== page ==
Hungary delays secondary schools reopening

Reading Time: 2 minutes

Hungary will push back the reopening of secondary schools by three weeks to May 10, Prime Minister Viktor Orban told state radio on Friday, after teachers and students called for a delay for pandemic-related reasons.

Orban said he hoped 3.5 million of Hungary’s 10 million people would receive at least one coronavirus vaccine dose by April 19, allowing curbs to be eased further.

Hungary began a gradual reopening of shops and services on Wednesday after it inoculated 25% of its population in a move that, with hospitals still overwhelmed with COVID-19 patients, the Hungarian Medical Chamber called premature.

Facing an election in 2022 and determined to avoid another year of recession, Orban is opening up the economy after accelerating vaccinations.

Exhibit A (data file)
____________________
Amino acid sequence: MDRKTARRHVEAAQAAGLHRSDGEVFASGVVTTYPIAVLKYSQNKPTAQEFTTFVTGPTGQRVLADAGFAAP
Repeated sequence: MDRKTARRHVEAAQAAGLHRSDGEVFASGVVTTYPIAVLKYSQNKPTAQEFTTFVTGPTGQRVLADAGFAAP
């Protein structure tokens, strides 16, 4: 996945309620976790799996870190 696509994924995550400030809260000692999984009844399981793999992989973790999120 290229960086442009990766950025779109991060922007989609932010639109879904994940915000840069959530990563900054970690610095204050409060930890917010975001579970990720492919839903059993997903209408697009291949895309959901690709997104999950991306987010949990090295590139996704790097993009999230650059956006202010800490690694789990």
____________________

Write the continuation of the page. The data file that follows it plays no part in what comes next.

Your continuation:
Hungary has imported the EU’s highest number of vaccine doses per capita though, according to Johns Hopkins University data, it leads the world in daily new confirmed COVID-19 deaths per capita.

Orban’s top aide said on Thursday the government would open all schools on April 19.

But on Friday Orban said secondary schools would reopen on May 10. He did not mention primary schools.

By Friday, over 8,000 students signed up to a call on Facebook by a student group to stick to remote learning, saying teachers’ and parents’ lives were at risk.

On Thursday, in a letter posted on their Facebook page, the Teachers’ Democratic Trade Union said in-person teaching should not resume on April 19.

Orban told state radio 70% of the population could receive a vaccine shot by early June, allowing Euro 2020 fans “to have the possibility to attend the events with an immunity card.”

Budapest is one of 12 host cities of the soccer tournament, which starts in mid-June. Ticketing plans are to be announced next week.

Photo: A doctor puts on protective gear in a ward designated for receiving new patents infected with the Covid-19 in Honved Hospital during the coronavirus pandemic in Budapest, Hungary. EPA-EFE/ZOLTAN BALOGH